Autocar’s discovery that London’s revamped Congestion Charge system will allow automatic payments has to be good news for drivers. Since February 2003, nine million fines have been issued for late and non-payment.

Aside from having to pay road tolls in a country with some of the highest fuel taxes in the world, London motorists faced a C-Charge that made payment complex and easy to forget. And the fines for forgetting were typically over the top.

Read the full story on the future of the congestion charge here

I have followed London’s Congestion Charge since it was a twinkle in Ken Livingstone’s eye.

In 2002 I was asked by the BBC to make a short film in opposition to the C-Charge. That was easy. The number of vehicles entering the centre of the capital had been falling for years.

Of course, Mayor Livingstone got around this inconvenient fact by digging up the roads for 18 months and causing the worst jams in living memory. Then in February 2003, the holes were filled and the C-Charge was switched on.

“Look,” said the Mayor, “the streets are flowing freely again.” With a year, though, a programme of road space removal began in the city centre, bringing traffic speeds back down to the level of 2002.

Just before the charge began, I met Derek Turner, the engineer in charge of the C-Charge. I suggested that the capital would be jammed by traffic skirting around the zone.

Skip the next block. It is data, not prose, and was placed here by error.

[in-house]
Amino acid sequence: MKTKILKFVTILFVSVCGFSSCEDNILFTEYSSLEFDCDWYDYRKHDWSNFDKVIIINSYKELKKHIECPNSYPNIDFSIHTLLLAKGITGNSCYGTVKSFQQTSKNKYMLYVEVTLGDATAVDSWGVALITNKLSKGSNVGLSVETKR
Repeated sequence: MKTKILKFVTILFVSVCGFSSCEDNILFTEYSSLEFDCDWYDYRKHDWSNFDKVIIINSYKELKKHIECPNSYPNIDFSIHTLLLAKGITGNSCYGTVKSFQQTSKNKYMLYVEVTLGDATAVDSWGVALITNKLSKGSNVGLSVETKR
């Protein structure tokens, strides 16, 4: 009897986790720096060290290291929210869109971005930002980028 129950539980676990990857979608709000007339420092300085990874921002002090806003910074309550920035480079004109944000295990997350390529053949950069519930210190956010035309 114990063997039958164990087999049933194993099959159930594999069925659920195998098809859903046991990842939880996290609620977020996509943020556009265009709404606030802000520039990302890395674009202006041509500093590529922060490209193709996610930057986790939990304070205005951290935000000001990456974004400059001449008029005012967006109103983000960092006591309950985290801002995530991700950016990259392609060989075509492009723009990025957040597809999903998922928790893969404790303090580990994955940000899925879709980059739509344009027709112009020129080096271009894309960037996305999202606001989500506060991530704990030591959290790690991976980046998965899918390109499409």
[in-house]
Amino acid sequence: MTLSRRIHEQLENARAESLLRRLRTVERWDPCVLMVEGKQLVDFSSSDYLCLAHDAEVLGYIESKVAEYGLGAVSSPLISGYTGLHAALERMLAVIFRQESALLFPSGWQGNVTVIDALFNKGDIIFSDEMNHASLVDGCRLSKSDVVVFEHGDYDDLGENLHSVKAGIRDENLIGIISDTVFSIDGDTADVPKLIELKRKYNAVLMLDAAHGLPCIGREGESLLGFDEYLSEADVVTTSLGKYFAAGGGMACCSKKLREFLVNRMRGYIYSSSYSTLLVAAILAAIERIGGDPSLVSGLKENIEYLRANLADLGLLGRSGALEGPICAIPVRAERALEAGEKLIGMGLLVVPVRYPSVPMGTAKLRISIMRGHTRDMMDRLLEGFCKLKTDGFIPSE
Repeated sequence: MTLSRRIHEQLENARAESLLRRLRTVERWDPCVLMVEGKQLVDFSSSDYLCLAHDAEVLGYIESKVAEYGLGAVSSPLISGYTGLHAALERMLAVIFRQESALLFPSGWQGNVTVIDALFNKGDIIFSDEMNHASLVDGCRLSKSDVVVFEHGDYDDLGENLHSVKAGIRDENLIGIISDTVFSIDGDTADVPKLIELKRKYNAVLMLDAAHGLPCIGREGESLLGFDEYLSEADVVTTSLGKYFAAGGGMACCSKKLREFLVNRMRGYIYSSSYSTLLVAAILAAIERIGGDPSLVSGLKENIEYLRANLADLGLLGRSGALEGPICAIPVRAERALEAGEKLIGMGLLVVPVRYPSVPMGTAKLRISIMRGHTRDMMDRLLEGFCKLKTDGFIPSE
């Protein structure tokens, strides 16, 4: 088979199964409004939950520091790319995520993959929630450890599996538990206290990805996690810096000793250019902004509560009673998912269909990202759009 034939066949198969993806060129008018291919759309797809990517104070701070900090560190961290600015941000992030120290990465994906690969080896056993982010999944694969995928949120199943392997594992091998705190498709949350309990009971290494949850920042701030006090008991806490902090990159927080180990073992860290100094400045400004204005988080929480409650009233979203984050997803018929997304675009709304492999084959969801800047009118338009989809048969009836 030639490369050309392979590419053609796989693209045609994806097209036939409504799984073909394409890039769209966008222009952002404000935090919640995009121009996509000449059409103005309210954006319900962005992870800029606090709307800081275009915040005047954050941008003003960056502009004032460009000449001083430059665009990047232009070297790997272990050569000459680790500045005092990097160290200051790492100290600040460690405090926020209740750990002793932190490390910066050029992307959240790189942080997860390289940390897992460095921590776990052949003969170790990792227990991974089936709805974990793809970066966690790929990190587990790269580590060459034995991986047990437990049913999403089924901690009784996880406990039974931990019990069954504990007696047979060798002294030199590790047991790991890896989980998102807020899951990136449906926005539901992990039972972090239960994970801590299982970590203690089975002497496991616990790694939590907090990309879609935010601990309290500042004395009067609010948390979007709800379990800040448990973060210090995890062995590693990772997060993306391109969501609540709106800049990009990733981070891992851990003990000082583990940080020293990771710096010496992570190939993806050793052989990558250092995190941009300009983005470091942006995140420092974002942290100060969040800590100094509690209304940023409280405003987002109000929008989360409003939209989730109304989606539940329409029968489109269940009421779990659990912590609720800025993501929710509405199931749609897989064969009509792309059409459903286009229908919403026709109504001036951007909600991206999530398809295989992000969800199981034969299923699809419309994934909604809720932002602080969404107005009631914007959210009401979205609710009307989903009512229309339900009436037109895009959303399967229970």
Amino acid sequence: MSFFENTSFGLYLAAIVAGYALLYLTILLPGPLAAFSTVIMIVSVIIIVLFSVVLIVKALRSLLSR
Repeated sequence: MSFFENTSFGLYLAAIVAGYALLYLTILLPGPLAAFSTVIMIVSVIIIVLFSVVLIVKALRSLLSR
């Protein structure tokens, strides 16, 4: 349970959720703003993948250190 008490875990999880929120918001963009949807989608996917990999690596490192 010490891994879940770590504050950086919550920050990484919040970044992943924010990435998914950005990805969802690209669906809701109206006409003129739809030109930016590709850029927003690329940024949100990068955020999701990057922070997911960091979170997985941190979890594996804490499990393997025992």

“That won’t happen,” he said. “”But the technology won’t work properly. I’ve told them, but they won’t listen.”

He was right. The C-Charge technology proved to be extremely ropey - and Turner resigned just weeks after the C-Charge began operating.

As he predicted, the number plate cameras and computer software were not able to send out fines automatically. This resulted in Capita – the contractor who ran the system – having to hire teams of people to manually check photographs of non-paying vehicles.

Transport for London also had to rejig the contract and pay Capita at least another £35m to continue to run the scheme.

As a result, the administration costs of the C-Charge soared. A few years ago I wrote a letter to the Financial Times, pointing out that for every £5 C-Charge fee paid, £4.75 was swallowed in admin costs.

The FT rang back and said they’d like to publish the letter, but “wanted to see my working”. Even though I failed my maths O-level, it wasn’t hard to decipher the accounts. No surprise, then, that the C-Charge fee went up to £8 per day.

Today, the C-Charge banks around £250m per year, but when all the costs are taken into account, just £90m is raised for public transport. Of that, around £55m is accounted for by fines for late payment. Indeed, after two weeks the fine is a massive £180.

IBM designed the Stockholm C-charge, which is much superior to the crude London system. We can only hope that in the future, London’s road tolls will become even more fair and balanced.

For starters, Mayor Johnson, how about restricting the charge to just peak hours?

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